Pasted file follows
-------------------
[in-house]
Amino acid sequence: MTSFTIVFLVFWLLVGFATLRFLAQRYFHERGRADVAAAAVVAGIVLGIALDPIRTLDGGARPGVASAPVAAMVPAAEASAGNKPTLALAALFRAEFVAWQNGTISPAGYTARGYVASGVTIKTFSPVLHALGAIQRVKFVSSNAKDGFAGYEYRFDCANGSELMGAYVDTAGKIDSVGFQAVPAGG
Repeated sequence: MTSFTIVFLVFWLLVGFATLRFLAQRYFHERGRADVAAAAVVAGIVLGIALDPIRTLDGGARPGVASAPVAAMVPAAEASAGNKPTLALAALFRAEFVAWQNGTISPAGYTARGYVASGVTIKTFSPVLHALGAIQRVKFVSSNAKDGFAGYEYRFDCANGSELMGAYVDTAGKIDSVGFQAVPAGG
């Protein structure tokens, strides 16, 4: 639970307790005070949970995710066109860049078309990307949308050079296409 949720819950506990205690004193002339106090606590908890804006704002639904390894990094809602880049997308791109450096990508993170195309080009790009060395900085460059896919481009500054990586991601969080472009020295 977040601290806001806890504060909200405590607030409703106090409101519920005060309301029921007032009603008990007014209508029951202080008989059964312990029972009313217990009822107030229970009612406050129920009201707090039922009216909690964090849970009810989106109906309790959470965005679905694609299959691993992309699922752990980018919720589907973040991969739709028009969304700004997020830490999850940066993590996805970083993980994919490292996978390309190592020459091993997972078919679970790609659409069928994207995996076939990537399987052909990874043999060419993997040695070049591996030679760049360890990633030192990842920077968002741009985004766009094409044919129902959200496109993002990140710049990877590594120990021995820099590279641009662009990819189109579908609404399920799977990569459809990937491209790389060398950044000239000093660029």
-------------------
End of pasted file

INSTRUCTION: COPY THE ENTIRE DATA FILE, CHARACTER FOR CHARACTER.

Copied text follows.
[in-house]
Amino acid sequence: MTSFTIVFLVFWLLVGFATLRFLAQRYFHERGRADVAAAAVVAGIVLGIALDPIRTLDGGARPGVASAPVAAMVPAAEASAGNKPTLALAALFRAEFVAWQNGTISPAGYTARGYVASGVTIKTFSPVLHALGAIQRVKFVSSNAKDGFAGYEYRFDCANGSELMGAYVDTAGKIDSVGFQAVPAGG
Repeated sequence: MTSFTIVFLVFWLLVGFATLRFLAQRYFHERGRADVAAAAVVAGIVLGIALDPIRTLDGGARPGVASAPVAAMVPAAEASAGNKPTLALAALFRAEFVAWQNGTISPAGYTARGYVASGVTIKTFSPVLHALGAIQRVKFVSSNAKDGFAGYEYRFDCANGSELMGAYVDTAGKIDSVGFQAVPAGG
């Protein structure tokens, strides 16, 4: 639970307790005070949970995710066109860049078309990307949308050079296409 949720819950506990205690004193002339106090606590908890804006704002639904390894990094809602880049997308791109450096990508993170195309080009790009060395900085460059896919481009500054990586991601969080472009020295 977040601290806001806890504060909200405590607030409703106090409101519920005060309301029921007032009603008990007014209508029951202080008989059964312990029972009313217990009822107030229970009612406050129920009201707090039922009216909690964090849970009810989106109906309790959470965005679905694609299959691993992309699922752990980018919720589907973040991969739709028009969304700004997020830490999850940066993590996805970083993980994919490292996978390309190592020459091993997972078919679970790609659409069928994207995996076939990537399987052909990874043999060419993997040695070049591996030679760049360890990633030192990842920077968002741009985004766009094409044919129902959200496109993002990140710049990877590594120990021995820099590279641009662009990819189109579908609404399920799977990569459809990937491209790389060398950044000239000093660029």